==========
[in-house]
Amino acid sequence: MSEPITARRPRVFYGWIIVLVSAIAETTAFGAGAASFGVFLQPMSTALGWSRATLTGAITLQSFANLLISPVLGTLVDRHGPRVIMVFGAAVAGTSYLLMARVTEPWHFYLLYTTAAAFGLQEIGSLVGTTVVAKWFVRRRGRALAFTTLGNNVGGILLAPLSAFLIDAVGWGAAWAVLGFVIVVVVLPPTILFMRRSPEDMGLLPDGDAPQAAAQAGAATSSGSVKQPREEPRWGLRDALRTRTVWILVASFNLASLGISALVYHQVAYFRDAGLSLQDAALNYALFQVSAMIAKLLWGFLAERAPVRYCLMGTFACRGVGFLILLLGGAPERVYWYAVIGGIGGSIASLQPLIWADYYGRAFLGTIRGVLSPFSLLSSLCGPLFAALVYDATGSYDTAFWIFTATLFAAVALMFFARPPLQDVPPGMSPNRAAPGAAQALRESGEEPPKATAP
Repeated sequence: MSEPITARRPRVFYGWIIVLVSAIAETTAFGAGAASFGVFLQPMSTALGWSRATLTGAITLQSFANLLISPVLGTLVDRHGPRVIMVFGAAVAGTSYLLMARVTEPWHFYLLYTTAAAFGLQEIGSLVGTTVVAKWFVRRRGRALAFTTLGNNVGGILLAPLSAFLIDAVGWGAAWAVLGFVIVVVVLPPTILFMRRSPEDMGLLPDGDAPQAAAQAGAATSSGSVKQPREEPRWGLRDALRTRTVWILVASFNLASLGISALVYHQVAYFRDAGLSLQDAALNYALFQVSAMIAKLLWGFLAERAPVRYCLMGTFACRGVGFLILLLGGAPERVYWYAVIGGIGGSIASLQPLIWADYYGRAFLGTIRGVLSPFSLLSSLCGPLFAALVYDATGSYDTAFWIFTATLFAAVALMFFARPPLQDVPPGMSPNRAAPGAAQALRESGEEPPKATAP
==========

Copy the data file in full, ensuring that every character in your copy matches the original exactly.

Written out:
[in-house]
Amino acid sequence: MSEPITARRPRVFYGWIIVLVSAIAETTAFGAGAASFGVFLQPMSTALGWSRATLTGAITLQSFANLLISPVLGTLVDRHGPRVIMVFGAAVAGTSYLLMARVTEPWHFYLLYTTAAAFGLQEIGSLVGTTVVAKWFVRRRGRALAFTTLGNNVGGILLAPLSAFLIDAVGWGAAWAVLGFVIVVVVLPPTILFMRRSPEDMGLLPDGDAPQAAAQAGAATSSGSVKQPREEPRWGLRDALRTRTVWILVASFNLASLGISALVYHQVAYFRDAGLSLQDAALNYALFQVSAMIAKLLWGFLAERAPVRYCLMGTFACRGVGFLILLLGGAPERVYWYAVIGGIGGSIASLQPLIWADYYGRAFLGTIRGVLSPFSLLSSLCGPLFAALVYDATGSYDTAFWIFTATLFAAVALMFFARPPLQDVPPGMSPNRAAPGAAQALRESGEEPPKATAP
Repeated sequence: MSEPITARRPRVFYGWIIVLVSAIAETTAFGAGAASFGVFLQPMSTALGWSRATLTGAITLQSFANLLISPVLGTLVDRHGPRVIMVFGAAVAGTSYLLMARVTEPWHFYLLYTTAAAFGLQEIGSLVGTTVVAKWFVRRRGRALAFTTLGNNVGGILLAPLSAFLIDAVGWGAAWAVLGFVIVVVVLPPTILFMRRSPEDMGLLPDGDAPQAAAQAGAATSSGSVKQPREEPRWGLRDALRTRTVWILVASFNLASLGISALVYHQVAYFRDAGLSLQDAALNYALFQVSAMIAKLLWGFLAERAPVRYCLMGTFACRGVGFLILLLGGAPERVYWYAVIGGIGGSIASLQPLIWADYYGRAFLGTIRGVLSPFSLLSSLCGPLFAALVYDATGSYDTAFWIFTATLFAAVALMFFARPPLQDVPPGMSPNRAAPGAAQALRESGEEPPKATAP